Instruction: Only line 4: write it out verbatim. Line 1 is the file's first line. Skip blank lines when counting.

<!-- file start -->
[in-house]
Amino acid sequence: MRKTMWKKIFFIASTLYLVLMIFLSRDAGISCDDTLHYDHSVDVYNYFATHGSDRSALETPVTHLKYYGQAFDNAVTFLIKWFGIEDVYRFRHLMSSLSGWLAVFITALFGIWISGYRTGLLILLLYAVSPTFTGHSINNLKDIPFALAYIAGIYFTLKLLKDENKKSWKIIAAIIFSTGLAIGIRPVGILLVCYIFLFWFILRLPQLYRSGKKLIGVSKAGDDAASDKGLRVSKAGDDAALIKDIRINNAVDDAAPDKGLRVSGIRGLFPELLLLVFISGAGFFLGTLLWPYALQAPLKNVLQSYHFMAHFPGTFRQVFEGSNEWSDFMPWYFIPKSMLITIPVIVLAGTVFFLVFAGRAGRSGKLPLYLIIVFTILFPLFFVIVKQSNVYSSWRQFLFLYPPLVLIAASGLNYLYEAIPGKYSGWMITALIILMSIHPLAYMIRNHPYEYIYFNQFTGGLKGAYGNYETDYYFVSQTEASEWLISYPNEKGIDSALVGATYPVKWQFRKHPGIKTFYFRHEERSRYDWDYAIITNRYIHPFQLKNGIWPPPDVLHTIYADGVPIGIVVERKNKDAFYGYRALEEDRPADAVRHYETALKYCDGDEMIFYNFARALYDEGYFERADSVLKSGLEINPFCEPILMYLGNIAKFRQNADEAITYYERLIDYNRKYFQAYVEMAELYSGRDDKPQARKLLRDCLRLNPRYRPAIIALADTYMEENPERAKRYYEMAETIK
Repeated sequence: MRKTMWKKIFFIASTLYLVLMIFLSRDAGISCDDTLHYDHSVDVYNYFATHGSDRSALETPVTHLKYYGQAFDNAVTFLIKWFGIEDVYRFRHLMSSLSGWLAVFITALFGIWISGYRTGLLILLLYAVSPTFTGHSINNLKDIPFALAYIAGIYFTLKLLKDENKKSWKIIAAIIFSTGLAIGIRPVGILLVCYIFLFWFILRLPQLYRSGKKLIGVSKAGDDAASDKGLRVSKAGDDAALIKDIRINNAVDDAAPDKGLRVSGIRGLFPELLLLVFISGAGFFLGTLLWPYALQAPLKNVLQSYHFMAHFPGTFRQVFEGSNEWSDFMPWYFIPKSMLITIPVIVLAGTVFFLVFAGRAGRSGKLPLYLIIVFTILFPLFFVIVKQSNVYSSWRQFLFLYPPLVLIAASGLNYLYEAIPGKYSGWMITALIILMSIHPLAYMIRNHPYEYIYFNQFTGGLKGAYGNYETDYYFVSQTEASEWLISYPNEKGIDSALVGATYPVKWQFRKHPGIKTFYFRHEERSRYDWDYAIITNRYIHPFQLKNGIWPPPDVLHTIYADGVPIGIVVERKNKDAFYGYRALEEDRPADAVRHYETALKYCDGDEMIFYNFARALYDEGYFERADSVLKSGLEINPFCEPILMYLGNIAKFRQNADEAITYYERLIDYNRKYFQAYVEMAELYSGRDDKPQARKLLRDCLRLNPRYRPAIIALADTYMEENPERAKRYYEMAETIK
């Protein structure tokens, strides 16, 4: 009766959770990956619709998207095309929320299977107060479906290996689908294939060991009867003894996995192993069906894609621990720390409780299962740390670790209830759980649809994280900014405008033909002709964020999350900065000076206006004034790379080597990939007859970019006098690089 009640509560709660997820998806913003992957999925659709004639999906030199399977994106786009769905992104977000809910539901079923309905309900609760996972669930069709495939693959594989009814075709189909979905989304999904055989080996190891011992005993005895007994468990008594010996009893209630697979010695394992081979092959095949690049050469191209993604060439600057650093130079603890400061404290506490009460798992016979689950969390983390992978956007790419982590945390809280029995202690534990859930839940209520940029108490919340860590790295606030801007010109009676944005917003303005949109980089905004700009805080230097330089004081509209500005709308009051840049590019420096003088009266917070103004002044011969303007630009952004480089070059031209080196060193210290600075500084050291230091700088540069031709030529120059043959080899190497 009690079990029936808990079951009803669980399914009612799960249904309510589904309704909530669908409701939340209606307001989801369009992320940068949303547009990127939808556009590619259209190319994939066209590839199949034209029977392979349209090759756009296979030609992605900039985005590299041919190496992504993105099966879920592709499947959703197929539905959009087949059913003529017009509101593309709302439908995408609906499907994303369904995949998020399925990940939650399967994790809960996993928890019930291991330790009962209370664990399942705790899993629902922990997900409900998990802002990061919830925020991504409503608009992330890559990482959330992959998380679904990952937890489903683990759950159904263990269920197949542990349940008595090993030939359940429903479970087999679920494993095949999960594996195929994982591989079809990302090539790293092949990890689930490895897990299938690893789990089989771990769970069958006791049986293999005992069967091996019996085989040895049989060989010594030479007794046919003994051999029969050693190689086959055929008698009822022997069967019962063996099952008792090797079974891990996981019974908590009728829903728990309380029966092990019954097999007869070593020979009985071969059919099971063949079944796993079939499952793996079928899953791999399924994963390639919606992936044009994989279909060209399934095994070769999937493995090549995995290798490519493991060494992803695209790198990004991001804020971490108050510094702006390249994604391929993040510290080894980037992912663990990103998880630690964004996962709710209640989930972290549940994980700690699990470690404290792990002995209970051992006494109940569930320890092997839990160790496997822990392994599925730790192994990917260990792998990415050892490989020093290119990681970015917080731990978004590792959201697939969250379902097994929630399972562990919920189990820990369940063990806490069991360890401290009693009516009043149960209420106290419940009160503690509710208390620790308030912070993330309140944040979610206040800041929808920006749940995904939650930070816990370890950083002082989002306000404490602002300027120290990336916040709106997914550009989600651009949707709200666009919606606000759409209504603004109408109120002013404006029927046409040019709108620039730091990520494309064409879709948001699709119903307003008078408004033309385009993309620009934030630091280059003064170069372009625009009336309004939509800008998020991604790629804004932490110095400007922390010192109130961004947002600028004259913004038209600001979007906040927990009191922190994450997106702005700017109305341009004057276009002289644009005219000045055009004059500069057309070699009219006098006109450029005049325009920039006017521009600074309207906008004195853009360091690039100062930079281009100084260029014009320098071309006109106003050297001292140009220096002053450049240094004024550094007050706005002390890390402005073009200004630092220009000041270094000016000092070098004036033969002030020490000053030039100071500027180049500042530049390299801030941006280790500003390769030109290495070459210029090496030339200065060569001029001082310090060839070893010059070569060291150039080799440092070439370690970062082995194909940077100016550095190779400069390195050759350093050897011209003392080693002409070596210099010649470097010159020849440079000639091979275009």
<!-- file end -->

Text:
């Protein structure tokens, strides 16, 4: 009766959770990956619709998207095309929320299977107060479906290996689908294939060991009867003894996995192993069906894609621990720390409780299962740390670790209830759980649809994280900014405008033909002709964020999350900065000076206006004034790379080597990939007859970019006098690089 009640509560709660997820998806913003992957999925659709004639999906030199399977994106786009769905992104977000809910539901079923309905309900609760996972669930069709495939693959594989009814075709189909979905989304999904055989080996190891011992005993005895007994468990008594010996009893209630697979010695394992081979092959095949690049050469191209993604060439600057650093130079603890400061404290506490009460798992016979689950969390983390992978956007790419982590945390809280029995202690534990859930839940209520940029108490919340860590790295606030801007010109009676944005917003303005949109980089905004700009805080230097330089004081509209500005709308009051840049590019420096003088009266917070103004002044011969303007630009952004480089070059031209080196060193210290600075500084050291230091700088540069031709030529120059043959080899190497 009690079990029936808990079951009803669980399914009612799960249904309510589904309704909530669908409701939340209606307001989801369009992320940068949303547009990127939808556009590619259209190319994939066209590839199949034209029977392979349209090759756009296979030609992605900039985005590299041919190496992504993105099966879920592709499947959703197929539905959009087949059913003529017009509101593309709302439908995408609906499907994303369904995949998020399925990940939650399967994790809960996993928890019930291991330790009962209370664990399942705790899993629902922990997900409900998990802002990061919830925020991504409503608009992330890559990482959330992959998380679904990952937890489903683990759950159904263990269920197949542990349940008595090993030939359940429903479970087999679920494993095949999960594996195929994982591989079809990302090539790293092949990890689930490895897990299938690893789990089989771990769970069958006791049986293999005992069967091996019996085989040895049989060989010594030479007794046919003994051999029969050693190689086959055929008698009822022997069967019962063996099952008792090797079974891990996981019974908590009728829903728990309380029966092990019954097999007869070593020979009985071969059919099971063949079944796993079939499952793996079928899953791999399924994963390639919606992936044009994989279909060209399934095994070769999937493995090549995995290798490519493991060494992803695209790198990004991001804020971490108050510094702006390249994604391929993040510290080894980037992912663990990103998880630690964004996962709710209640989930972290549940994980700690699990470690404290792990002995209970051992006494109940569930320890092997839990160790496997822990392994599925730790192994990917260990792998990415050892490989020093290119990681970015917080731990978004590792959201697939969250379902097994929630399972562990919920189990820990369940063990806490069991360890401290009693009516009043149960209420106290419940009160503690509710208390620790308030912070993330309140944040979610206040800041929808920006749940995904939650930070816990370890950083002082989002306000404490602002300027120290990336916040709106997914550009989600651009949707709200666009919606606000759409209504603004109408109120002013404006029927046409040019709108620039730091990520494309064409879709948001699709119903307003008078408004033309385009993309620009934030630091280059003064170069372009625009009336309004939509800008998020991604790629804004932490110095400007922390010192109130961004947002600028004259913004038209600001979007906040927990009191922190994450997106702005700017109305341009004057276009002289644009005219000045055009004059500069057309070699009219006098006109450029005049325009920039006017521009600074309207906008004195853009360091690039100062930079281009100084260029014009320098071309006109106003050297001292140009220096002053450049240094004024550094007050706005002390890390402005073009200004630092220009000041270094000016000092070098004036033969002030020490000053030039100071500027180049500042530049390299801030941006280790500003390769030109290495070459210029090496030339200065060569001029001082310090060839070893010059070569060291150039080799440092070439370690970062082995194909940077100016550095190779400069390195050759350093050897011209003392080693002409070596210099010649470097010159020849440079000639091979275009």